When a client identified in court documents only as "Clark" retained Irvine, Calif.-based attorney Marilyn Scheer to help modify his home mortgage loan in 2010, he paid her $5,500 before any change occurred.

But Clark soon fired Scheer and tried to get his money back under California's mandatory attorney fee arbitration program.

The arbitrator found in 2011 that although Scheer had good intentions, she violated state law by receiving advanced fees for residential mortgage modification services, so she must return the improperly collected fees, plus the $275 arbitration filing fee, for a total of $5,775.

Read the whole story at Courthouse News Service

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California courts step up oversight of psychotropic medication use in foster care

Posted By Administration, Monday, April 18, 2016

California's judicial leaders on Friday took a major step toward reversing the foster care system's rampant use of psychiatric drugs, approving a slate of new safeguards to make juvenile courts here the country's most careful and inquisitive monitors of psychiatric care for abused and neglected children.

Beginning as soon as July, doctors will have to make a more convincing case to receive court approval to prescribe the powerful drugs too often used to control difficult behaviors in traumatized children. And for the first time, foster children will be offered greater opportunity to speak for themselves about how the medications make them feel.

"Why do these children need medication? Is there something else we can do?" Judge Jerilyn Borack of Sacramento's juvenile court, who helped craft the new rules, told the state's Judicial Council, which approved them Friday. "That's what we've tried to address."

Read the whole story at Mercury News

 

 

 

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Following legal malpractice trends helps to manage risk

Posted By Administration, Monday, April 18, 2016

Reviewing rules of professional conduct and advisory opinions is a good way for attorneys to ensure that they maintain an ethical practice. There are also steps that attorneys can take or best practices to follow to reduce their risk of legal malpractice claims. One factor that influences best practices for claim avoidance or risk reduction comes from the data surrounding legal malpractice claims filed in court. The most recent data from the ABA covers years 2008 through 2011, and was released by the ABA Standing Committee on Lawyers' Professional Liability. The committee has expressed its intent to issue its next study of legal malpractice claims in fall 2016, covering the years 2012 through 2015.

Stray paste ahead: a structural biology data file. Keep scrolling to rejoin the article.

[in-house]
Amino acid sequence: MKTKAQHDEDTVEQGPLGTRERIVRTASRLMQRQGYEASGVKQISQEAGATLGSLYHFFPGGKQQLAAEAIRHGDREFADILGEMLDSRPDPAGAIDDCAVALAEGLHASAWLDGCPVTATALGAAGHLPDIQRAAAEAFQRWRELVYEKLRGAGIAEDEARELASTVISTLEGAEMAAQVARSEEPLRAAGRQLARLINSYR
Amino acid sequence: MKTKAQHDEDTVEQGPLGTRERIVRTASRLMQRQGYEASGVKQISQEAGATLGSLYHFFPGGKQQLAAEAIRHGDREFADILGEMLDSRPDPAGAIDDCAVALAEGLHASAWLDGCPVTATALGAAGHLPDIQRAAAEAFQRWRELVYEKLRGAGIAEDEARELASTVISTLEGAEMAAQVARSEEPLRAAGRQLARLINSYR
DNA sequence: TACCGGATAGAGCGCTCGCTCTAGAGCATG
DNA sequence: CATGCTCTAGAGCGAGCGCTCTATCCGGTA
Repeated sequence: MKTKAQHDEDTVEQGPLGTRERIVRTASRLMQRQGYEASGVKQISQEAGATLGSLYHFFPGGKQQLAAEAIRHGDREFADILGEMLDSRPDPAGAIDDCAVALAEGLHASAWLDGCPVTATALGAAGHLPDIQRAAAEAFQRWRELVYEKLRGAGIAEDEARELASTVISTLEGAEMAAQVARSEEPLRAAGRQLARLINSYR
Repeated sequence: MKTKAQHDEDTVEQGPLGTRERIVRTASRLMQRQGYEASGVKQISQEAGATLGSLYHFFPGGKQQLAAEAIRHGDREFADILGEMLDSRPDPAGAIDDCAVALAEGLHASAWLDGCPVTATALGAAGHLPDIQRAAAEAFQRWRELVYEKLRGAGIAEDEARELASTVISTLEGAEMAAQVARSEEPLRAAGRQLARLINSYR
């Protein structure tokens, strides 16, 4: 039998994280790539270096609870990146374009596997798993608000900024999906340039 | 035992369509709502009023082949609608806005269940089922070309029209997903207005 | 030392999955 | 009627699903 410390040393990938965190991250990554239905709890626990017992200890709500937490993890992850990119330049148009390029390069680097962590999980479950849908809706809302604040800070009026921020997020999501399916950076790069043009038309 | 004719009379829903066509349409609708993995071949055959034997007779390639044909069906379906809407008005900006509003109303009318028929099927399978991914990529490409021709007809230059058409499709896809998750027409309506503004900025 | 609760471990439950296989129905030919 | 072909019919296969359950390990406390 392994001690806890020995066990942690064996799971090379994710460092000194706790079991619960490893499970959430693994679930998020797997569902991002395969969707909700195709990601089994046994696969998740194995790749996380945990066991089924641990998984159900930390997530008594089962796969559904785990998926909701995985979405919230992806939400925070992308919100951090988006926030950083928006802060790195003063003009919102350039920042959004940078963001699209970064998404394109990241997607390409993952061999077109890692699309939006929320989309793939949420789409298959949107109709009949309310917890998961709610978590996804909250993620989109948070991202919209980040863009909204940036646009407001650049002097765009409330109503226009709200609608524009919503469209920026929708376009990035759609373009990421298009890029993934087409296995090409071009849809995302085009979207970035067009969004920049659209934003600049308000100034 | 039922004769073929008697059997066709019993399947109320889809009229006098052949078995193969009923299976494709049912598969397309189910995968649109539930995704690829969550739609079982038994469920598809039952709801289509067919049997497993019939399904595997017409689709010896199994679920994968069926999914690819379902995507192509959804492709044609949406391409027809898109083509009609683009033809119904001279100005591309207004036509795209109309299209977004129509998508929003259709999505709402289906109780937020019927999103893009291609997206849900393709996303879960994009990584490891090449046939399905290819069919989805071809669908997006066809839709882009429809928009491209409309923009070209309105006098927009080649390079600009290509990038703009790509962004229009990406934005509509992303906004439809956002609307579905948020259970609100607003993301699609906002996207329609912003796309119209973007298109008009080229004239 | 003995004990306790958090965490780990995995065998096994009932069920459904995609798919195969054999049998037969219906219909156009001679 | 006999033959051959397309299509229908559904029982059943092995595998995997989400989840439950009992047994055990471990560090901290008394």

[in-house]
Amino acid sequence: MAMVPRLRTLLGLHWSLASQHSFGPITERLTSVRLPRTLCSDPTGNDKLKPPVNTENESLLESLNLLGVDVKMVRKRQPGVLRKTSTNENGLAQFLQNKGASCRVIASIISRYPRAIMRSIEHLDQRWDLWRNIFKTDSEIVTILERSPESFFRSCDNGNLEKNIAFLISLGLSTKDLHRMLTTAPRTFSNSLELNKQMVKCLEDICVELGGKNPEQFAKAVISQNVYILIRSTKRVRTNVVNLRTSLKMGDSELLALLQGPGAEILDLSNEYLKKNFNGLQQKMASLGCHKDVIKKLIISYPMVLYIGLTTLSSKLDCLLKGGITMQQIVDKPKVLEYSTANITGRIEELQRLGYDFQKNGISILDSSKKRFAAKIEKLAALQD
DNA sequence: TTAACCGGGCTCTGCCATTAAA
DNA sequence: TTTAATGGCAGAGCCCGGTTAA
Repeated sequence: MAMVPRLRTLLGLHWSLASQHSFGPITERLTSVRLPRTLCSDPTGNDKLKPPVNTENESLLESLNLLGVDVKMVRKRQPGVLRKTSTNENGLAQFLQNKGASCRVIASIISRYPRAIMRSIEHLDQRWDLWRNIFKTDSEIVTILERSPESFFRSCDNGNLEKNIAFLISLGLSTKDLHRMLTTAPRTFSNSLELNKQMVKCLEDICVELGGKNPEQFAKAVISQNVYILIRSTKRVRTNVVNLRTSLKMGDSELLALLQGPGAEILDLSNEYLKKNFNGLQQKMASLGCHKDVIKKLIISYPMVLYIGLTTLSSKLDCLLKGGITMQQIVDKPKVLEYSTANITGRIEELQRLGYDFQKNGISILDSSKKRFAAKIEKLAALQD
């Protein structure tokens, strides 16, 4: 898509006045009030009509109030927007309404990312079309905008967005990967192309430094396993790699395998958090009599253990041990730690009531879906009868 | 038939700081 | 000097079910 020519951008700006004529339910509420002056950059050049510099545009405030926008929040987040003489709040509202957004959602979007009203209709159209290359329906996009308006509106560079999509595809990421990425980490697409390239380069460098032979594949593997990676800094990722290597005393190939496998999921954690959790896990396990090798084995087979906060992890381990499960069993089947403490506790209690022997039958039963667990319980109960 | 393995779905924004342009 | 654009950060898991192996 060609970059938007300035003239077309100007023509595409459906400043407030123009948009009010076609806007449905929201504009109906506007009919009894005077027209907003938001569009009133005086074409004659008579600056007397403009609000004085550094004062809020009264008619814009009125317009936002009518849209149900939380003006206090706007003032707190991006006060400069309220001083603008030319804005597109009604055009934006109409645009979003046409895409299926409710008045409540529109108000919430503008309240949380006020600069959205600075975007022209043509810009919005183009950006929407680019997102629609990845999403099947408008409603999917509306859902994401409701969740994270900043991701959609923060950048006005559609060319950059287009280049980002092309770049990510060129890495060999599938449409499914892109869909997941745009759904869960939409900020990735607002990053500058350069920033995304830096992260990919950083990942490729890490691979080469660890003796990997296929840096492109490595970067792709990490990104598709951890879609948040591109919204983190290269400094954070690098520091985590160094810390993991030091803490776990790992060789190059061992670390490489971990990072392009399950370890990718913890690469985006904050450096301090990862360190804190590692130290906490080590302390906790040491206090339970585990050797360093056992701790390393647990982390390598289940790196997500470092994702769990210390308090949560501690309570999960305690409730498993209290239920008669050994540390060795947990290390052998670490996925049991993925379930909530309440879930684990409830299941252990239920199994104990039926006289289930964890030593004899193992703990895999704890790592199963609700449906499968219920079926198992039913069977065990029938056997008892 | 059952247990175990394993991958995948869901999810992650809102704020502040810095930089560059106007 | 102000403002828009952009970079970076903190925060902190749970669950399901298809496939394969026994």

While awaiting the new results for 2012 through 2015, it behooves attorneys to look back at the trends from the prior report, covering the worst years of the economic crisis. This helps prepare attorneys for potential malpractice claims and identify more ways to avoid them altogether.

 

Read the whole story at Daily Journal

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House candidate Dunn dealt setback in bar lawsuit, but battle continues

Posted By Administration, Monday, April 18, 2016

It’s probably not going to help Joe Dunn’s congressional bid that he was fired from his last big job, executive director of the State Bar of California. But it would neutralize the issue if a lawsuit proves he was let go in retaliation for blowing the whistle on fellow bar officials for alleged improprieties.

So far, not so good on that front, as Dunn was dealt a setback in his wrongful termination suit earlier this month.

But the fight isn’t over.

An arbitrator, retired U.S. Chief Magistrate Judge Edward Infante, dismissed Dunn’s five claims – but said he could resubmit three if he provided more information to support the allegations. Dunn attorneyMark Geragos said he plans to file the amended claims by the May 1 deadline and expects a previously scheduled Aug. 10 arbitration hearing to proceed as planned.

Read the whole story at OC Register

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Panel recommends parole for ex-Manson follower Van Houten

Posted By Administration, Monday, April 18, 2016

Leslie Van Houten sat before the California panel that would soon recommend her parole as a slight woman with shoulder-length gray hair, a wrinkled face and glasses, a far cry to from the rebellious teen she was when she joined the cult of Charles Manson more than 40 years ago and helped kill a wealthy grocer and his wife.

At a five-hour hearing she described in detail how she descended from an idyllic childhood into psychedelic drug use and eventually found Manson, whom she described as a "Christ-like man that had all the answers" for a young woman whose parents' divorce had left her feeling abandoned and angry.

On Thursday she convinced the state panel that the murderous young woman she had been was a long-distant memory and that she was now fit to be paroled. She has completed college degrees and been a model inmate.

Read the whole story at News Channel 10

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more Calendar

8/7/2018
Barristers' Annual Judges Luncheon

8/14/2018
Knowing When To Accept A Case and When It's Time To Say Goodbye.

8/23/2018
Disability and ERISA Issue Spotting for Labor Law Attorneys

Recent Recognitions
Steven B. Haley2017 Professional Lawyer of the Year
Susana Inda2018 Barrister of the Year